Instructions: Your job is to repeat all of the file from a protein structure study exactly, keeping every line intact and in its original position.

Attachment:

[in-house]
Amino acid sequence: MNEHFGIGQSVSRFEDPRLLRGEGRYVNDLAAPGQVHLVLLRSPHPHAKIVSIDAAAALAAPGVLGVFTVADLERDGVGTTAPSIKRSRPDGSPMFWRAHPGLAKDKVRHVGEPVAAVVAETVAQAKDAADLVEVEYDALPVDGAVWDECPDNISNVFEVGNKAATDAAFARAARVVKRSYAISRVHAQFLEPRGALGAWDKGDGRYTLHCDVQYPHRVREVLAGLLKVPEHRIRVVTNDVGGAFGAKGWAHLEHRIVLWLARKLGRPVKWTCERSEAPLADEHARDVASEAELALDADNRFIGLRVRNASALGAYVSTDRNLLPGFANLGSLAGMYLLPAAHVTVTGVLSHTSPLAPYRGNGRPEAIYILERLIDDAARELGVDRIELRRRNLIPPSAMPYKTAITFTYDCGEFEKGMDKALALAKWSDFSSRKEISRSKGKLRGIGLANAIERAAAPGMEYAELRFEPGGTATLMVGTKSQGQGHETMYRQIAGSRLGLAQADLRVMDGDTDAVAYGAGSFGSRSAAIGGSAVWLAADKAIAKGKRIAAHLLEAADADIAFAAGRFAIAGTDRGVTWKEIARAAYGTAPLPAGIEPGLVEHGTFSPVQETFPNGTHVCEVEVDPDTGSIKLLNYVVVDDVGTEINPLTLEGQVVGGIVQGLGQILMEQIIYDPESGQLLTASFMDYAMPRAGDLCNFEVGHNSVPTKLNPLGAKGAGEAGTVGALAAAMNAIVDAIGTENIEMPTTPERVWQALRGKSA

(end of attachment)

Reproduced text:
[in-house]
Amino acid sequence: MNEHFGIGQSVSRFEDPRLLRGEGRYVNDLAAPGQVHLVLLRSPHPHAKIVSIDAAAALAAPGVLGVFTVADLERDGVGTTAPSIKRSRPDGSPMFWRAHPGLAKDKVRHVGEPVAAVVAETVAQAKDAADLVEVEYDALPVDGAVWDECPDNISNVFEVGNKAATDAAFARAARVVKRSYAISRVHAQFLEPRGALGAWDKGDGRYTLHCDVQYPHRVREVLAGLLKVPEHRIRVVTNDVGGAFGAKGWAHLEHRIVLWLARKLGRPVKWTCERSEAPLADEHARDVASEAELALDADNRFIGLRVRNASALGAYVSTDRNLLPGFANLGSLAGMYLLPAAHVTVTGVLSHTSPLAPYRGNGRPEAIYILERLIDDAARELGVDRIELRRRNLIPPSAMPYKTAITFTYDCGEFEKGMDKALALAKWSDFSSRKEISRSKGKLRGIGLANAIERAAAPGMEYAELRFEPGGTATLMVGTKSQGQGHETMYRQIAGSRLGLAQADLRVMDGDTDAVAYGAGSFGSRSAAIGGSAVWLAADKAIAKGKRIAAHLLEAADADIAFAAGRFAIAGTDRGVTWKEIARAAYGTAPLPAGIEPGLVEHGTFSPVQETFPNGTHVCEVEVDPDTGSIKLLNYVVVDDVGTEINPLTLEGQVVGGIVQGLGQILMEQIIYDPESGQLLTASFMDYAMPRAGDLCNFEVGHNSVPTKLNPLGAKGAGEAGTVGALAAAMNAIVDAIGTENIEMPTTPERVWQALRGKSA